The ICC’s reference to “backers and supporters of the local armed militia,” was directed at Rwanda and other countries, Ngay said. “We know that Rwanda is supporting Nkunda,” he said. 

An official at Rwanda’s embassy in Washington, D.C., denied that Rwanda provides any support to General Nkunda. He said Nkunda’s backing comes from Congolese Tutsis in the region because he protects them from “negative” elements, including the FDLR that comprises elements that participated in the 1994 Rwanda genocide.



When asked whether the ICC would also investigate foreign backers and supporters of the DRC militias, prosecutor Moreno-Ocampo’s office responded: “The Prosecutor analyzes all information available regarding allegations on crimes under the ICC jurisdiction. In the course of this analysis, we consider the entire range of criminality in the DRC and focus on the individuals bearing the greatest responsibility for the gravest crimes. We work on the basis of the evidence we have and not on any other basis. The crimes committed on the DRC territory by foreign nationals, wherever they are from, fall under the ICC jurisdiction and any such allegations are part of the analysis process.”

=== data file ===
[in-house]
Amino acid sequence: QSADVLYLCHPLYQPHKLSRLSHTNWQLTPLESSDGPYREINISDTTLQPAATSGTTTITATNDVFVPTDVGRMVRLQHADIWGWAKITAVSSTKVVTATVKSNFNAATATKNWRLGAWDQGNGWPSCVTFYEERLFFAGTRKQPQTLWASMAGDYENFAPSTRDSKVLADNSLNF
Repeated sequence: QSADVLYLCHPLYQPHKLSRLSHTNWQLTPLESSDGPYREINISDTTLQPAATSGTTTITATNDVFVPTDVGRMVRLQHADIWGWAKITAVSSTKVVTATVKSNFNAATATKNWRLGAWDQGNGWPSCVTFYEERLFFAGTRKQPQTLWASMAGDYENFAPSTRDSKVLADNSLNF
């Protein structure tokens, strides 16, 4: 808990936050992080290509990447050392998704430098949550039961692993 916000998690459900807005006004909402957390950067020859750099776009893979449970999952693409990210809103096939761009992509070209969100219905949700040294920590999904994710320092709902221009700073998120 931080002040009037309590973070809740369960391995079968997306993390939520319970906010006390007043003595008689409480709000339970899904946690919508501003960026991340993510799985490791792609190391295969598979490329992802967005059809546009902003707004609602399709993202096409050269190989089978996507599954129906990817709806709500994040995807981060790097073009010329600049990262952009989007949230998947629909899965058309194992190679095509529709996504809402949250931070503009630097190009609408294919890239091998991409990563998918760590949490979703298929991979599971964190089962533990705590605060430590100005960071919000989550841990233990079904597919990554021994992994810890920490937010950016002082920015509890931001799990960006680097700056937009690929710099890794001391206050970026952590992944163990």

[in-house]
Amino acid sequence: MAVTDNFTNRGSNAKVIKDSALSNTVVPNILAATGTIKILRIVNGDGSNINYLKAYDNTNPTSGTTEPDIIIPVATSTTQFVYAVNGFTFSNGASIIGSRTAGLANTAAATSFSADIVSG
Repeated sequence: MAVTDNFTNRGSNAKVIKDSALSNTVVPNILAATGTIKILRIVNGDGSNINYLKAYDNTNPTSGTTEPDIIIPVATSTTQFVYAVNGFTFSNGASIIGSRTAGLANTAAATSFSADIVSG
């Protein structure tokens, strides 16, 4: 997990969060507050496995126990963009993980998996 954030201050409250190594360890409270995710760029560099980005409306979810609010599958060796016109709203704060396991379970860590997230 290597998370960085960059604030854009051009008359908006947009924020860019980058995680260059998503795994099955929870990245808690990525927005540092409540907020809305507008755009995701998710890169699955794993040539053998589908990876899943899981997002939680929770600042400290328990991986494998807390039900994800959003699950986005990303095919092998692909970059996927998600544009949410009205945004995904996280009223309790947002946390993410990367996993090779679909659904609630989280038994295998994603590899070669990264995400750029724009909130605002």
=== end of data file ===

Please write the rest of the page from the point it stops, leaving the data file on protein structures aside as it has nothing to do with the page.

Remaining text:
In the two earlier DRC cases, the ICC, which has occasionally been criticized for the slow pace of its work, issued an arrest warrant against militia leader Thomas Lubanga Dyilo, who was surrendered to the Hague-based court on March 17, 2006. A leader of a militia in Ituri, the ICC said, he was “criminally responsible for a policy of enlisting and con scri pting children under the age of 15 and using them to participate actively in hostilities.” His trial starts March 31, 2008.